I suppose we are both nitpicking or semantics are getting in the way, hard to say since some of the info is a little disjointed........... :-\

No, I disagree with all you are saying. You are trying to help but there seems to be lots of confusion.  Those grains do not need to be mashed, steeping temperature is irrelevant, 5 minutes in room temp water will easily allow for 80% plus extraction of the sugars with a decent crush(the muslin bag was my 50%).  It is not his recipe, nor does it have unrealistic gravity expectations from the grains. 2 pounds at 50% extract efficiency would add about 32 points to 5 gallons, raising the og by a little over 6 points.  His process is sound, his thermometer failed him, even though he doesn't even need one. I don't know where the op talks about his postboil volumes or "overall efficiency" you reference. Hope this helps clear up something :-\

Then you and I will just agree to disagree.

To the OP,
If you care to chime in again it would be a great help to see the recipe. It would help to get the expected OG and FG and what was to be expected as well as the expected and actual volumes you obtained. As it stands what you have provided thus far is somewhat vague. It would also help to know if this was partial or full boil as currently I am assuming full boil since you noted 7.5 gallons pre-boil.
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Offline repo

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Re: Poor efficiency/very soft water
« Reply #26 on: December 06, 2013, 06:53:17 PM »

 
Those grains do not need to be mashed

No one said he should mash those grains.  The OP said he mashed.  He appears to be unclear on mashing. If the OP wants to worry about efficiency and extraction, he should mash grains that will convert.  Steeping I would not worry about.  For me, that's the take away here.  Relax, you're not mashing.  You'll get what you get from steeping.

You are correct, though, that there are sugars in the roasted grains.  Will those sugars give 6 points?  It's possible, but we don't know what he was expecting nor what he acheived.  I don't know your source for steeping grains for 5 minutes in room temp water, but if that works for you, great.  I've never before heard anyone discuss the efficiency of steeping.  IME, one does not steep grains to get fermentables but to get the flavor contributions to make an extract beer more complex.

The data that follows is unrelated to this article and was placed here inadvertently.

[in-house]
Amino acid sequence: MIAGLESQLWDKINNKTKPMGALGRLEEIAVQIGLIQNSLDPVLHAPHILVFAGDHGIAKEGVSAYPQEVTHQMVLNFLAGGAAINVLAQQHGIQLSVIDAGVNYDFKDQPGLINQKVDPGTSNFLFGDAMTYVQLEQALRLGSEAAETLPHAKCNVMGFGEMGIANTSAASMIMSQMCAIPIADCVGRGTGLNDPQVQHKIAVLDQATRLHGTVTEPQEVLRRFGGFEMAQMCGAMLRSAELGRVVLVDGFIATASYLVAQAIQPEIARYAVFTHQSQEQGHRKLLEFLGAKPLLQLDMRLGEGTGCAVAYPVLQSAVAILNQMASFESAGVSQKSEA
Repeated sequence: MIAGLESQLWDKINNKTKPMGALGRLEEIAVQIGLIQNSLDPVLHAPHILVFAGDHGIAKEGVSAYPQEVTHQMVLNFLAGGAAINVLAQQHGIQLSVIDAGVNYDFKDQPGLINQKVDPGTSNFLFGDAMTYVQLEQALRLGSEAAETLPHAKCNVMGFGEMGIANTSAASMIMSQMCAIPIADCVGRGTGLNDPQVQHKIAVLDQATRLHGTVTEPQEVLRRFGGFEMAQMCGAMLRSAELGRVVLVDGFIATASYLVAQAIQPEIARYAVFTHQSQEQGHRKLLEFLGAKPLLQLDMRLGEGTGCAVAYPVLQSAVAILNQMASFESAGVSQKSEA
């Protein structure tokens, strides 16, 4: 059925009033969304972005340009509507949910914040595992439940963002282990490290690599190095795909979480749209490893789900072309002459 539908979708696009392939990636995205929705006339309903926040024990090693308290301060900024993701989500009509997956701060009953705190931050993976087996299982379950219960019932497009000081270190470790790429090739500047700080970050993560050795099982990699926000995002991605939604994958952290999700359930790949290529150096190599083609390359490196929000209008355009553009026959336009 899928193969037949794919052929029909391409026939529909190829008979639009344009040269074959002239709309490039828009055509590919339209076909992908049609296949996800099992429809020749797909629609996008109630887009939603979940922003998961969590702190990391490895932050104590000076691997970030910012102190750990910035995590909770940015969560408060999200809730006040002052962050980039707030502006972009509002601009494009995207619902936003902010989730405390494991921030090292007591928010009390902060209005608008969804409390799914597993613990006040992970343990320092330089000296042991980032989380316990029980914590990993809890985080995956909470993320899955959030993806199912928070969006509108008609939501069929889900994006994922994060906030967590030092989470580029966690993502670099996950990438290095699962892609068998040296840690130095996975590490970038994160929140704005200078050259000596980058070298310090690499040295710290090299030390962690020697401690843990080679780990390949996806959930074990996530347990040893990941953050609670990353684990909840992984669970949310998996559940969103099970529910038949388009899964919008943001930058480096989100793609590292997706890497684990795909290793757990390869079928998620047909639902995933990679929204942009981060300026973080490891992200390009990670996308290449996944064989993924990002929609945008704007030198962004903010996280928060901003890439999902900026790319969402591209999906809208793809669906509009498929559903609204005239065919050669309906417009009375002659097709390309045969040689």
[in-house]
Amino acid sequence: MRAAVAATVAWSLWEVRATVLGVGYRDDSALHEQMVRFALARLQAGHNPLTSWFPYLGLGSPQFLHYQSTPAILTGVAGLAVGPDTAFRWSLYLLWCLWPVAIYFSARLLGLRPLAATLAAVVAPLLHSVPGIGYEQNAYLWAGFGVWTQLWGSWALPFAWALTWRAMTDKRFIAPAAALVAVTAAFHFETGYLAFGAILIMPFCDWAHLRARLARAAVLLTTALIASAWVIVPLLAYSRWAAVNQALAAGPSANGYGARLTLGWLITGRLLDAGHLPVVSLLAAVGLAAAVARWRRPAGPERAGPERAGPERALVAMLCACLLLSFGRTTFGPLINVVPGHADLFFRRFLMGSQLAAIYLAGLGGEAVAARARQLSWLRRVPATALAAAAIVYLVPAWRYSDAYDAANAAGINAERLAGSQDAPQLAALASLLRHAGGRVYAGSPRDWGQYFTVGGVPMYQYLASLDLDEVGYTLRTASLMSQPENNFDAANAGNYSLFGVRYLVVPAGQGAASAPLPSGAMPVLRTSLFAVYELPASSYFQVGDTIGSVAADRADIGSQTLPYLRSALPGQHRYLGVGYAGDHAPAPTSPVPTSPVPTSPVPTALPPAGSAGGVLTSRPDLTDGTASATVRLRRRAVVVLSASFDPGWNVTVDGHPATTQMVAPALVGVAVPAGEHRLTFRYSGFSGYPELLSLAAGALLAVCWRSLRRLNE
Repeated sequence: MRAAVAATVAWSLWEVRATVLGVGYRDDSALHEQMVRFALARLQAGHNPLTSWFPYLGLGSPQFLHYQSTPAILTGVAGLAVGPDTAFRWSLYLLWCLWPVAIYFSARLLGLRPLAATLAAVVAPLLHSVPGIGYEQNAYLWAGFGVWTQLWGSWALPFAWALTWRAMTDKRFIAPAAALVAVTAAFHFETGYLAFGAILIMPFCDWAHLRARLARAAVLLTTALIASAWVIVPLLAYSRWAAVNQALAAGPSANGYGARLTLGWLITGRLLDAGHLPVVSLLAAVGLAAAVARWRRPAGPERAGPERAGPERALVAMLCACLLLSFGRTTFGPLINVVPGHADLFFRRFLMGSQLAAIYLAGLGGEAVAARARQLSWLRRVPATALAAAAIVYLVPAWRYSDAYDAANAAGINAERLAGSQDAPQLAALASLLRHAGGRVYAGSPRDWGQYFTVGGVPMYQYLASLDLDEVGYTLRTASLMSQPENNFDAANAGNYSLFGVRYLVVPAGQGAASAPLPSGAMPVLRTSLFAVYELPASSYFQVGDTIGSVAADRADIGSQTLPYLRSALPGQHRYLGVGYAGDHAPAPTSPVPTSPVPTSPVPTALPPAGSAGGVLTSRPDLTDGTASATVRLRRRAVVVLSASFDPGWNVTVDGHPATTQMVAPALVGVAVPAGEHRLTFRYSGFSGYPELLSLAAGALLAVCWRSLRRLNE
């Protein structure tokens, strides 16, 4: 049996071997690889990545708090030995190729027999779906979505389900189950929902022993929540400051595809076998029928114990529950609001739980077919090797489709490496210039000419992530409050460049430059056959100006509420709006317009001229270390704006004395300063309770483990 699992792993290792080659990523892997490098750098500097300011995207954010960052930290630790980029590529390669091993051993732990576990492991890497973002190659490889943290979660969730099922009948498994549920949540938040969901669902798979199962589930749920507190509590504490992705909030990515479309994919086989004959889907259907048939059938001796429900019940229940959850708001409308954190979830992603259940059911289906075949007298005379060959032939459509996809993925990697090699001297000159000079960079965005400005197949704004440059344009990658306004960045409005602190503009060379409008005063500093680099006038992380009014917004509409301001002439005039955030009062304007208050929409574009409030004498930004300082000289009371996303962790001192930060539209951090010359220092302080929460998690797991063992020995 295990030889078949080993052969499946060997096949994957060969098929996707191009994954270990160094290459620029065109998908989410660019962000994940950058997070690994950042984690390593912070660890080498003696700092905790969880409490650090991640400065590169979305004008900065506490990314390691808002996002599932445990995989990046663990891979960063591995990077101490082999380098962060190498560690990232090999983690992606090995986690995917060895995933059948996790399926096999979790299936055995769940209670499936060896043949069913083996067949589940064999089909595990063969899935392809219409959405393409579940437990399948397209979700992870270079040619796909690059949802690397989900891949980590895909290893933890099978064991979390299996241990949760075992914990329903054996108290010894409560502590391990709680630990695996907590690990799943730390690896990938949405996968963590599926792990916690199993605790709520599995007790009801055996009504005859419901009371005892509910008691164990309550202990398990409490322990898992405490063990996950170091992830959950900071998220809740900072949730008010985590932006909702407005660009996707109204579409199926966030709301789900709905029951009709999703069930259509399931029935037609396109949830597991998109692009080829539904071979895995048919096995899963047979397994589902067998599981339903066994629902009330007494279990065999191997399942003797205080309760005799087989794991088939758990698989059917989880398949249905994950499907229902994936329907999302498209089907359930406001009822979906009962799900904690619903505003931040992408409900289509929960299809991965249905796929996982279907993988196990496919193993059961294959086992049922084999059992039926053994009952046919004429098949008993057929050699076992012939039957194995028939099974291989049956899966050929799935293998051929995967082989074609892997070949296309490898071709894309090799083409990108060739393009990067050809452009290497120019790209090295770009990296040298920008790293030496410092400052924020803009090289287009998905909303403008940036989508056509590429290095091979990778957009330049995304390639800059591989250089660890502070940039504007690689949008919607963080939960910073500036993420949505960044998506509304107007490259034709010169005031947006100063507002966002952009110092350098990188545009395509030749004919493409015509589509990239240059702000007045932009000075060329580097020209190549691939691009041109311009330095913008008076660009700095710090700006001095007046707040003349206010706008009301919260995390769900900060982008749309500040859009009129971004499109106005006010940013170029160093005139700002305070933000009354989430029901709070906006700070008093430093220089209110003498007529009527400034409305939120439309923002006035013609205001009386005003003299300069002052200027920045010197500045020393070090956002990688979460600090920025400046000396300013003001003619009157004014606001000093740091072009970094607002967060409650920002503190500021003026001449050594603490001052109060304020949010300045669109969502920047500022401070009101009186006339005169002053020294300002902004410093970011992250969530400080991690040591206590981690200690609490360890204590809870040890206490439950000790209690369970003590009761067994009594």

Chapter 13 - Steeping Specialty Grains

13.2 Mechanics of Steeping
To use the caramel and roasted specialty malts, the grain must be crushed to expose the sugars to the water. While the grain is soaking, the hot water is leaching the sugars out of the grain and dissolving them into the wort. The factors that influence how well the sugars are extracted are the steeping time, temperature and the particle size. Obviously, the finer you crush the malt the more completely you can extract the sugars. However, most supply shops have their mills adjusted for mashing and lautering purposes and if the particle size where much smaller, it would be difficult to contain within the grainbag.

Table 10 - Nominal Malt Steeping Yields in Points/Pound/Gallon

Malt Type
 
PPG Steep

Brown Malt
 
8*

Dextrin Malt
 
4*
 
Light Crystal (10 - 15L)
 
14*
 
Pale Crystal (25 - 40L)
 
22
 
Medium Crystal (60 - 75L)
 
18
 
Dark Crystal (120L)
 
16

Special B
 
16
 
Chocolate Malt
 
15
 
Roast Barley
 
21
 
Black Patent Malt
21
 
Malto - Dextrin Powder
 
(40)
 

Sugar (Corn, Cane)
 
(46)
Steeping data is experimental and was obtained by steeping 1 lb. in 1 gal at 160°F for 30 minutes. All malts were crushed in a 2 roller mill at the same setting.
 

From a book you might have heard of, or maybe not ::)  "How To Brew". You can read it on line. The OP referenced this book as well as the recipe was from "Brewing Classic Styles".  The flavor contributions you want come from the sugars. Make beer however you want.

 
 
 

Offline Joe Sr.

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Re: Poor efficiency/very soft water
« Reply #27 on: December 06, 2013, 07:44:37 PM »
steeping temperature is irrelevant, 5 minutes in room temp water will easily allow for 80% plus extraction of the sugars with a decent crush(the muslin bag was my 50%).


Chapter 13 - Steeping Specialty Grains

13.2 Mechanics of Steeping